Interviewer: I've been told Dinsdale Piranha nailed your head to the floor.
Stig: No. Never. He was a smashing bloke. He used to buy his mother flowers and that. He was like a brother to me.
Interviewer: But the police have film of Dinsdale actually nailing your head to the floor.
Stig: (pause) Oh yeah, he did that.
Stig: Well he had to, didn't he? I mean there was nothing else he could do, be fair. I had transgressed the unwritten law.
Interviewer: What had you done?
Stig: Er... well he didn't tell me that, but he gave me his word that it was the case, and that's good enough for me with old Dinsy. I mean, he didn't want to nail my head to the floor. I had to insist. He wanted to let me off. He'd do anything for you, Dinsdale would.
Interviewer: And you don't bear him a grudge?
Stig: A grudge! Old Dinsy? He was a real darling.
Whatever the truth of Campbell's intimidating behaviour, his 15 per cent income tax cut announced on television Oct. 27 disappeared faster than Bennett's photo on the party website.
Even traumatized BC Liberal MLAs realized that their new leader would get no credit for the tax reduction but they would be left with an annual $600 million hole in the budget, something likely to force unpopular public service cuts.
In the NDP's case, James' supporters at provincial council made a show of giving out yellow scarves with a large embossed letter C, indicating support for the leader.
There were also buttons with "Doer. Dexter. James." -- a reference to former Manitoba NDP premier Gary Doer, who lost three elections before winning government for 10 years and current Nova Scotia NDP Premier Darrell Dexter, who had two election losses before becoming premier in 2009.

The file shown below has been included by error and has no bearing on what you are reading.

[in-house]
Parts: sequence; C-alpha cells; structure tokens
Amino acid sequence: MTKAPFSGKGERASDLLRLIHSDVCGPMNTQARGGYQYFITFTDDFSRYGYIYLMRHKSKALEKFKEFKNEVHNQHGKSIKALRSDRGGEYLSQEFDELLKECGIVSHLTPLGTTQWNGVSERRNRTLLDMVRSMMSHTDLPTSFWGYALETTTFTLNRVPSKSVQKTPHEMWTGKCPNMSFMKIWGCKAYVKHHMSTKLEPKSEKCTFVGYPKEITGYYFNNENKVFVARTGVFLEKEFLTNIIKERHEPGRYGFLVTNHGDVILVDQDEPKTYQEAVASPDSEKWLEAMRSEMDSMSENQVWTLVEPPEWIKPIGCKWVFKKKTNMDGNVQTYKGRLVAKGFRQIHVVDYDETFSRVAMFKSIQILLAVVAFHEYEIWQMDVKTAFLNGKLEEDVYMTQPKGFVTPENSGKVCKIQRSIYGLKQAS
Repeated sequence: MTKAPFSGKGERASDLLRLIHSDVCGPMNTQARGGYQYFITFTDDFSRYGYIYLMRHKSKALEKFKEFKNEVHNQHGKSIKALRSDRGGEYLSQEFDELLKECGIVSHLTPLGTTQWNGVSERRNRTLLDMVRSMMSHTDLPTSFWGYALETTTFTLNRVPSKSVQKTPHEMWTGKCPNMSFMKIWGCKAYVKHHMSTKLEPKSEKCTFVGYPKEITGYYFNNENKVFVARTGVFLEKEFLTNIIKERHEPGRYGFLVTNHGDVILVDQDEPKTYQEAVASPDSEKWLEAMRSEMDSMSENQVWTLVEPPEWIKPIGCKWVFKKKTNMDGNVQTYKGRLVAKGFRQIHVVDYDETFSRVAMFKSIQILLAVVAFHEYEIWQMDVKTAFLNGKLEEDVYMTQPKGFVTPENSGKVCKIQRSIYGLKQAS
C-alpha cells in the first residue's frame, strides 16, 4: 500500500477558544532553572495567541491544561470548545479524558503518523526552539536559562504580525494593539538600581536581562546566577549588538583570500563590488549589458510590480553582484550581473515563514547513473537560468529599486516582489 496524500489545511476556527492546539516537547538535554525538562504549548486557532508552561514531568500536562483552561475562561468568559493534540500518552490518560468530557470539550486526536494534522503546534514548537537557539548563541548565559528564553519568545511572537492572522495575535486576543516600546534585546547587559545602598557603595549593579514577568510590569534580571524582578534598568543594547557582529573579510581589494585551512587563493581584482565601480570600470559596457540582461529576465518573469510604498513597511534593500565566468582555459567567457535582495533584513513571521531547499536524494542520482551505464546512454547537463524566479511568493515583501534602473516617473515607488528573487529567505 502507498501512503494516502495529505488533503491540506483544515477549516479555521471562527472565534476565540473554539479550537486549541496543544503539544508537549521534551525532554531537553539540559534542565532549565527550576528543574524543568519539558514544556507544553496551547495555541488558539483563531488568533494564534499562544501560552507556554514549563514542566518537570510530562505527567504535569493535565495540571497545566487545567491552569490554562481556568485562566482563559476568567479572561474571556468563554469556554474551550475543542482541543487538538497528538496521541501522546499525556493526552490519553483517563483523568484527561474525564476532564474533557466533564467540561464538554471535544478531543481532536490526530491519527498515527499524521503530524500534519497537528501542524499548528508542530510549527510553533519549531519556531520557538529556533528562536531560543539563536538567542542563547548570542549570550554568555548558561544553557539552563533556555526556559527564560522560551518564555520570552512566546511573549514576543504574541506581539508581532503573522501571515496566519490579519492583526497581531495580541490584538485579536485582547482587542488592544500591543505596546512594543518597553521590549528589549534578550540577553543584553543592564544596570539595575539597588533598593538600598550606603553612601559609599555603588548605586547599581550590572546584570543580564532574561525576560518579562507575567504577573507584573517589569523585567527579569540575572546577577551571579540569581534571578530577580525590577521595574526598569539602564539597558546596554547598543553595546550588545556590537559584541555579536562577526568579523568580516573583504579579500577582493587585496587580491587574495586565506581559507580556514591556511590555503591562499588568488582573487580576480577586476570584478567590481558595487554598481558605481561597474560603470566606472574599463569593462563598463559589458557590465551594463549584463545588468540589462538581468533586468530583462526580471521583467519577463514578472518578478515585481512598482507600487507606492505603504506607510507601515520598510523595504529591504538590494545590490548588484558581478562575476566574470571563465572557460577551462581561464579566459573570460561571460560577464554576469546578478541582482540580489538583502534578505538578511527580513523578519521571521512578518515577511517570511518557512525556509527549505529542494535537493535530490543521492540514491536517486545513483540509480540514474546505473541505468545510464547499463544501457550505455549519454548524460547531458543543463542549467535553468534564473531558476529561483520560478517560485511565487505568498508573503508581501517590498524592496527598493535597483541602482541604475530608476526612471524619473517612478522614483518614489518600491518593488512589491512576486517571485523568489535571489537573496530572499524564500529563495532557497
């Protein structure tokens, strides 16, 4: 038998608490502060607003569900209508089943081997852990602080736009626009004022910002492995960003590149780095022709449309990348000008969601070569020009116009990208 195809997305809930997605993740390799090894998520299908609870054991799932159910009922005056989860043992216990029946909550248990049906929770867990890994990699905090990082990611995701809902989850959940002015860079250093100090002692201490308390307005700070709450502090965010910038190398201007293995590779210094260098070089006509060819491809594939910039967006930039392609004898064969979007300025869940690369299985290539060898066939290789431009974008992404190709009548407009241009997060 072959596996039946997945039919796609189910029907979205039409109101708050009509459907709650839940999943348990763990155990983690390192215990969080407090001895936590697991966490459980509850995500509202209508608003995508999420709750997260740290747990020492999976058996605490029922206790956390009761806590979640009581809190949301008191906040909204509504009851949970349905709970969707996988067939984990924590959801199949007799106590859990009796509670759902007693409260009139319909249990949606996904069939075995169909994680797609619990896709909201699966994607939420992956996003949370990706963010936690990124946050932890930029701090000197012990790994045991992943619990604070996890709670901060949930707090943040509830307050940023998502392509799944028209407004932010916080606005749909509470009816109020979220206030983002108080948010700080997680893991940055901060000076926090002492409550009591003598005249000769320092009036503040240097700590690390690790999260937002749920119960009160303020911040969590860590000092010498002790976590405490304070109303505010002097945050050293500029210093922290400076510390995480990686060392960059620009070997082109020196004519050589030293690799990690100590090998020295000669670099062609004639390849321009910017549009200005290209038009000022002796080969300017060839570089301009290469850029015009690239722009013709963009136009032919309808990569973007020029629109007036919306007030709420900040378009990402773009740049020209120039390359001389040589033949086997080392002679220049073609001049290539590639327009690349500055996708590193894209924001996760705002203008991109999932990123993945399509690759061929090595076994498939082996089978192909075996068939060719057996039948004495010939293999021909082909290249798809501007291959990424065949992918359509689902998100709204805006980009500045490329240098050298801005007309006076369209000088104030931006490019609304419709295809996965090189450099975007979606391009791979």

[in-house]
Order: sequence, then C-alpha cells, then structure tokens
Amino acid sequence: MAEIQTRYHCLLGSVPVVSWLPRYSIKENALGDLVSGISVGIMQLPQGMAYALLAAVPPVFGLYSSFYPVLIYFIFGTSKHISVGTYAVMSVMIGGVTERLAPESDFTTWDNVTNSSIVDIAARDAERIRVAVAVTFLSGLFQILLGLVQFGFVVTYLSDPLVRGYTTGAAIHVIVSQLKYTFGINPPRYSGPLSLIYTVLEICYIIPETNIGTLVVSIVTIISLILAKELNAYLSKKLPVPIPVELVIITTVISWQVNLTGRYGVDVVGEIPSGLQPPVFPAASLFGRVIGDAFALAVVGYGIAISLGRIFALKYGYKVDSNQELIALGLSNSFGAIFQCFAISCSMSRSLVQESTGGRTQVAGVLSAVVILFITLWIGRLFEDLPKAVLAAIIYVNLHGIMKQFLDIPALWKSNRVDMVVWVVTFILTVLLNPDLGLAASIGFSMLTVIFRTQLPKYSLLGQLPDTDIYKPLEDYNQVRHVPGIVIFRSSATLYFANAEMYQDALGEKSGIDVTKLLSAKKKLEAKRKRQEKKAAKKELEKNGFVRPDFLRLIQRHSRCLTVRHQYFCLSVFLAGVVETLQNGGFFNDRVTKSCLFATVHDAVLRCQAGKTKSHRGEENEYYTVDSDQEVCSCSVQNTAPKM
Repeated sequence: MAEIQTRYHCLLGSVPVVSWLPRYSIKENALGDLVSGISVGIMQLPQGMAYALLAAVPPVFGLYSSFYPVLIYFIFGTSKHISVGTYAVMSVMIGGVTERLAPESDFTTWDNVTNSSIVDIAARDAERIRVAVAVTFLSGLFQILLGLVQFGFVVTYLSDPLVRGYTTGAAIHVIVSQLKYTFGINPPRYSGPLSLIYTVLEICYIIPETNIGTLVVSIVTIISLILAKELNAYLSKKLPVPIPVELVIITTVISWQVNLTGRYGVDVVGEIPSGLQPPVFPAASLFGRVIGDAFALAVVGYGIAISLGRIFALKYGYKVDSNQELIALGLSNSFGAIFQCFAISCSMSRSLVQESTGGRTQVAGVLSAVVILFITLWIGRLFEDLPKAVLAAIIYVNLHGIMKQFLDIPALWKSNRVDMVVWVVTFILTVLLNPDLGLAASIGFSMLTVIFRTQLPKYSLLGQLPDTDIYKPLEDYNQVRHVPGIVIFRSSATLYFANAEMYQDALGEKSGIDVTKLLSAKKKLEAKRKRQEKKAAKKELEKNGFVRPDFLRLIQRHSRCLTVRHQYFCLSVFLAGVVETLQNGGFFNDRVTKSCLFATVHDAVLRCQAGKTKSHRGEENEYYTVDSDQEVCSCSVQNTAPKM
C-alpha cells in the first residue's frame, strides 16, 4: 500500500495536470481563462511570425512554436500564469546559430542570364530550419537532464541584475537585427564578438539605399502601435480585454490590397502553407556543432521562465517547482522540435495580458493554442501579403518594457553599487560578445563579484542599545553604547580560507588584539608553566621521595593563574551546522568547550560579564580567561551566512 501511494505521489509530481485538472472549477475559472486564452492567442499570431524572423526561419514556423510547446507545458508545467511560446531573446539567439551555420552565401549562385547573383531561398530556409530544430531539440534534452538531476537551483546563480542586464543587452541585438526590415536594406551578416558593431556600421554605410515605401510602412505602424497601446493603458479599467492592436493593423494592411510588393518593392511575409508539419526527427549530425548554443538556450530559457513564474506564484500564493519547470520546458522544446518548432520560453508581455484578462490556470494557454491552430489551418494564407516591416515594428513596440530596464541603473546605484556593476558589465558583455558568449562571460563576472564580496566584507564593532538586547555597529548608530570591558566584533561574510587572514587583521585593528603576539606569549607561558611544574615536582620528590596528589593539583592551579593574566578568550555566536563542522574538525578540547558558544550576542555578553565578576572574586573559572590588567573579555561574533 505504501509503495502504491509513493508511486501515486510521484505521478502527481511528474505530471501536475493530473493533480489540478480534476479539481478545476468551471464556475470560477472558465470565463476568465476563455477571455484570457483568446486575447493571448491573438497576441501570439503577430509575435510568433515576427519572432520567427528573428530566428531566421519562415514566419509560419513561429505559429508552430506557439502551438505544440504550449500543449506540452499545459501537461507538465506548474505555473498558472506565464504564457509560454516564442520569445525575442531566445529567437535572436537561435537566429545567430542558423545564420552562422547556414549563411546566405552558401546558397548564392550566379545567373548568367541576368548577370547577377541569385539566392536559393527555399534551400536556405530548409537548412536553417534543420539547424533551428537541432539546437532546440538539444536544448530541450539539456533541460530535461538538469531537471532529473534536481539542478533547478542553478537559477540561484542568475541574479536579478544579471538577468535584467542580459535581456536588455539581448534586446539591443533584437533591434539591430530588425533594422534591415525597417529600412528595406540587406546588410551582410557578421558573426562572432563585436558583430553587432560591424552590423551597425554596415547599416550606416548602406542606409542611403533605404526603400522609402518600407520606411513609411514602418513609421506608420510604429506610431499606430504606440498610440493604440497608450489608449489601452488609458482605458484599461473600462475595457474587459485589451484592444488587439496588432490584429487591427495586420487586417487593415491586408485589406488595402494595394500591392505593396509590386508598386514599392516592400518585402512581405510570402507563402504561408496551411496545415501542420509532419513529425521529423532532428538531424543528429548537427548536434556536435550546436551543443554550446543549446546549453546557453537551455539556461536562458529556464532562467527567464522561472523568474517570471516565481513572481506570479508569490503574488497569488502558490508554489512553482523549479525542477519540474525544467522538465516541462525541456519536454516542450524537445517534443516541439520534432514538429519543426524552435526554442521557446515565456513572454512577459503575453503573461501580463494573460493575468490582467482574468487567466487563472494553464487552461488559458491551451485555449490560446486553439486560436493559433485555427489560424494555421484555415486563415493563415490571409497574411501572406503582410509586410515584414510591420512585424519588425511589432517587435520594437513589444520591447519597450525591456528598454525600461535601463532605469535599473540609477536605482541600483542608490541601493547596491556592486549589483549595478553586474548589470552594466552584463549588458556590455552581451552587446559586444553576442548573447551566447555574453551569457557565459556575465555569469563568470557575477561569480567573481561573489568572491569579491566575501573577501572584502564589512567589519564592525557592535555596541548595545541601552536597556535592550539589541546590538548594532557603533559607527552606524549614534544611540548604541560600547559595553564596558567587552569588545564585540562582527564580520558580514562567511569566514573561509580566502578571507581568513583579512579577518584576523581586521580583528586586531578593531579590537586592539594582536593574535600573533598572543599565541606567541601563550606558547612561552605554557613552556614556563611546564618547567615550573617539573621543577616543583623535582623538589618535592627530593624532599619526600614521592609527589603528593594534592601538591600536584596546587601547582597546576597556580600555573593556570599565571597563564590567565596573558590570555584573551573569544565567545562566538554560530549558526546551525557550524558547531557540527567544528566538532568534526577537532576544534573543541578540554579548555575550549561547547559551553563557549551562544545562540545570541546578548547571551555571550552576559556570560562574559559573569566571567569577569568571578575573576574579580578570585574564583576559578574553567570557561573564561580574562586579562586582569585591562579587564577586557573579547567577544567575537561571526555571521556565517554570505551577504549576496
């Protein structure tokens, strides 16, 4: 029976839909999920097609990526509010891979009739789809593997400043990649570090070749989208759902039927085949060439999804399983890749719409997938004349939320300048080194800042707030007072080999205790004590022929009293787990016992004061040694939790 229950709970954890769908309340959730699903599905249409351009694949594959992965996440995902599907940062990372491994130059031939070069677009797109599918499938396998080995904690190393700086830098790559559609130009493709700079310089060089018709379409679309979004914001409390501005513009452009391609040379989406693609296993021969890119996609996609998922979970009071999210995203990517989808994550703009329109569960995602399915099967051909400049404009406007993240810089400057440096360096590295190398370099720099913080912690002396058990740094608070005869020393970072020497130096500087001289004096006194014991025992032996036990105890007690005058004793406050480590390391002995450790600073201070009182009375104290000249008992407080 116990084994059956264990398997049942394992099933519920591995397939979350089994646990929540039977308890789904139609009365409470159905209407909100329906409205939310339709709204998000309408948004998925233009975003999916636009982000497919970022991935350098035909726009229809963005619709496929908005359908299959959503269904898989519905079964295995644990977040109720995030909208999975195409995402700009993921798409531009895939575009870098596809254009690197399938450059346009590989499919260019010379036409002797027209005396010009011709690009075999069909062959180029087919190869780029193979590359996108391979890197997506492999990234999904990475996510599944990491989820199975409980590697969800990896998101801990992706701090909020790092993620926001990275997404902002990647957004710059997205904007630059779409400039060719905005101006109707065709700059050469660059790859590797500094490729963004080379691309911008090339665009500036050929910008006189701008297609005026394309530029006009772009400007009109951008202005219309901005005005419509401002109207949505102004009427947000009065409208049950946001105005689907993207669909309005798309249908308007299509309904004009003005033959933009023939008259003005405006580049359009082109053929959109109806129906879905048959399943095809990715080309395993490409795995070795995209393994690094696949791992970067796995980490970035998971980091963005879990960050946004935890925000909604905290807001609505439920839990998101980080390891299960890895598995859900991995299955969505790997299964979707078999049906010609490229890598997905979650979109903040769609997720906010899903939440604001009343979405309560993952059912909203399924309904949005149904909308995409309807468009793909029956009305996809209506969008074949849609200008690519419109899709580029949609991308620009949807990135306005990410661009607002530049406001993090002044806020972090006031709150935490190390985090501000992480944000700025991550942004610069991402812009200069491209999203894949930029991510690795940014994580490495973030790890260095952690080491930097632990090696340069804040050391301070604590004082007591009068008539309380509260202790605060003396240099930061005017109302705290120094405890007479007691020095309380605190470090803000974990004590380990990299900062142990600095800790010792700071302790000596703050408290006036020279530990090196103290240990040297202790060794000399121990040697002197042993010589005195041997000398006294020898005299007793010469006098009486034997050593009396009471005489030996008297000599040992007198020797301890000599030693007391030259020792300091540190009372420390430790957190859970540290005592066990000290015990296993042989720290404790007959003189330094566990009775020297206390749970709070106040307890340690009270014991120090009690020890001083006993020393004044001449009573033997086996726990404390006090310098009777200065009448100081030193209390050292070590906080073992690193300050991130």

But the strategy backfired when sharp-eyed media were immediately able to identify 13 caucus members pointedly not wearing the yellow scarves -- and not responding to James' angry speech calling for party unity.
Those familiar with the provincial council also know it is traditionally dominated by supporters of the leader and has never voted to break ranks with any of them in the past -- even when NDP premiers Mike Harcourt, Glen Clark and Ujjal Dosanjh were in the direst of straits with the public.
So James still faces a challenge to restore unity to the fractious caucus -- and calling MLAs who disagree with her "selfish" prior to the vote wasn't wise.
Despite that provincial council vote against a full leadership convention next year, the NDP remains in serious financial difficulty with a shrinking membership and falling polling results.
A Mustel Group poll released Friday showed the BC Liberals rebounding after Campbell's resignation announcement to 37 per cent, just five per cent behind the NDP's 42 per cent -- which is the same level of support it achieved in the 2009 election.
And Mustel said James' personal approval has dropped nine per cent since September to 33 per cent, putting her just a point above Campbell's 32 per cent.
(Those numbers differ with the last Angus Reid Public Opinion Poll before Campbell quit, showing the NDP at 47 per cent versus 26 per cent for the BC Liberals but with James having just 25 per cent personal approval to Campbell's 12 per cent.)
Move up the convention
Ultimately, the only resolution of the NDP's leadership question can come from the general membership of the party -- not the provincial council.
The solution offered here last week is even more salient now. The provincial council should move the scheduled party convention and its planned leadership review vote on James from Nov. 2011 to early March.
The constitution allows it, the circumstances demand it.
It may be painful to deal with contentious delegate selection meetings where James' leadership is the primary issue in all 85 B.C. ridings.
But if not, it will be absolutely excruciating trying to deal with a split in the caucus and party if the BC Liberals cleverly call a provincial election after their new leader is chosen next Feb. 26 -- and before the November NDP convention.